Desert Rock appeal in the works


 

Citing a breach of process, the State of New Mexico has taken a strong stand against a recent Environmental Protection Agency decision approving the Desert Rock Power Plant. This week, Governor Bill Richardson and Attorney General Gary King filed an appeal of what they called an “ill-advised decision” to issue an air quality permit for the massive power plant proposed southwest of Farmington.

The EPA announced its decision last Thur., July 31. In the decision, the agency praised the proposed plant’s emission standard as among the most stringent in the country. “The Desert Rock power plant will be one of the cleanest pulverized coal-burning power plants in the country,” said Wayne Nastri, EPA administrator.

What Nastri did not mention, however, was an ongoing lawsuit from Sithe Global, Desert Rock’s parent company, which called for an expedited review of the plant. Richardson and King suspect that the EPA and Sithe Global cut a deal in order to keep Desert Rock from being reviewed in court.

“EPA is bending to the will of corporate, financial and misguided political interests that will pollute New Mexico’s skies,” Richardson said. “EPA’s decision ignores its obligations to protect the health of residents and the environment in New Mexico and the region.”

Richardson and King noted that New Mexico would immediately file an appeal of the permit. “There are significant legal hurdles ahead, and we intend to challenge the permit before the Environmental Appeals Board in Washington, D.C.,” King said.

Contrary to the Sithe Global claims of light emissions, New Mexico Environment Department Secretary Ron Curry noted that by issuing the permit, the EPA is violating its own Clean Air Act. He added that the existing San Juan Generating Station and Four Corners Power Plant already emit 28 million tons of carbon dioxide into the region’s airshed each year. Desert Rock will add another 10 million tons a year into local skies, increasing Four Corners pollution by more than 30 percent.

“The Four Corners area is already burdened with high levels of mercury contamination and smog, and this facility will only worsen those problems,” Curry said.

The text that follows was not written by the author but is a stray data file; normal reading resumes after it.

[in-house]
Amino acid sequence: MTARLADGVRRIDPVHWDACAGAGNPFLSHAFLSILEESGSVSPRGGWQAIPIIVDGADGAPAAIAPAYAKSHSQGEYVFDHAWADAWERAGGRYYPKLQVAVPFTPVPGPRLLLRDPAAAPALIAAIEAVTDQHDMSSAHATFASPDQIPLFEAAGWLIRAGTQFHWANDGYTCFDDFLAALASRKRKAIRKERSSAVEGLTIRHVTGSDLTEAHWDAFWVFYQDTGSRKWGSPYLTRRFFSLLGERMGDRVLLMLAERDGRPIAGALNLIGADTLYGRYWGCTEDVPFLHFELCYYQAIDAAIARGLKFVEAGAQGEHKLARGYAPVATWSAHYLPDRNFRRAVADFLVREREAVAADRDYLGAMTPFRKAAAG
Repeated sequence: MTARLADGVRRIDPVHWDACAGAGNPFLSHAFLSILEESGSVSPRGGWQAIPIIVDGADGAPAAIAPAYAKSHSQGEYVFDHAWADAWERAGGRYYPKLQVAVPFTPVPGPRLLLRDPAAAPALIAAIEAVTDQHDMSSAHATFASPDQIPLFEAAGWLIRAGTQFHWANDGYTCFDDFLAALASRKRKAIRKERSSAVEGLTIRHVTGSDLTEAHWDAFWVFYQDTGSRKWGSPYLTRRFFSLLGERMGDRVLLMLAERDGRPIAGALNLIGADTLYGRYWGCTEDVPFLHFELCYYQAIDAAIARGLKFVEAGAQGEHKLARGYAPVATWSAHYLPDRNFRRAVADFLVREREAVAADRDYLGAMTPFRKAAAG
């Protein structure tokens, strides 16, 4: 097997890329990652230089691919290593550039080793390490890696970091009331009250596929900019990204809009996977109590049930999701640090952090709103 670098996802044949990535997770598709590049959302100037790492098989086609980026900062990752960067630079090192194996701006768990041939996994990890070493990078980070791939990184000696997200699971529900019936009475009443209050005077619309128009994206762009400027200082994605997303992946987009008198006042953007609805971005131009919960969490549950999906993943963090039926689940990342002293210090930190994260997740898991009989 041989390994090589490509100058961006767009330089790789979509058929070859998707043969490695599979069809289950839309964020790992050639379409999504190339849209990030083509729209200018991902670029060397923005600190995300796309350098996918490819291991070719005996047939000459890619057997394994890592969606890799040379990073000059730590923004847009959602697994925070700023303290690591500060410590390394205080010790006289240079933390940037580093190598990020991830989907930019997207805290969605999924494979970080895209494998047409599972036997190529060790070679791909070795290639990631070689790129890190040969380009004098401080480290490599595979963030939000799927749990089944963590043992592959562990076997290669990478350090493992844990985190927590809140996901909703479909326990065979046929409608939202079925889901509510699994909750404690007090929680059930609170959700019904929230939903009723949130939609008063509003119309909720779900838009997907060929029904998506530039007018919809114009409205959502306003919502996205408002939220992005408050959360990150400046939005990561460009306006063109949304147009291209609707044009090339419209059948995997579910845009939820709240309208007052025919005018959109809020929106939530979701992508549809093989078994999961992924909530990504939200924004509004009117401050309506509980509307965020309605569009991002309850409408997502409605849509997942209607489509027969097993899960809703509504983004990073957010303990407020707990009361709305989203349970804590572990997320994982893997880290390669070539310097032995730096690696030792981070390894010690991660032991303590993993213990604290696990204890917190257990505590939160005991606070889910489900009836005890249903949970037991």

In spite of these concerns and the fact that San Juan County is expected to be declared a pollution non-attainment area, Navajo Nation President Joe Shirley Jr. hailed the EPA decision. He acknowledged health concerns but noted the economic boost the plant will offer the Navajo in terms of jobs and income.

“As a Nation, we’re working very hard toward standing on our own two feet, and this permit goes a long way toward bringing all that into fruition,” he said. “We know that there will continue to be challenges, but, hopefully, at day’s end, we will prevail.”

Ozone levels in Farmington’s San Juan County have reached, and are expected to soon exceed, the new federal limit. When that happens, the EPA, will have to formulate a plan to mitigate pollution in the Four Corners.


 


HD Mountains drilling set to begin

As the first natural gas drilling begins in the nearby HD Mountains, conservationists are making an effort to minimize the impacts and raise awareness. San Juan Citizens Alliance is sponsoring a wildflower rescue this Friday in the Saul’s Creek Area.

The San Juan Public Lands Center recently granted final authorization to BP America to drill four coalbed methane wells in the vicinity of Saul’s Creek. The exploration will represent the first drilling in the HD Mountains, just east of Bayfield, since approval of the Northern San Juan Basin coalbed methane project in April 2007.

While the four wells are located in the HDs, the locations fall outside the HD Mountain Roadless Area and away from the Fruitland Outcrop, the areas generating the most controversy during the San Juan National Forest’s five-year review of drilling in the area. The Forest Service expects to approve another seven new wells in Saul’s Creek in coming weeks.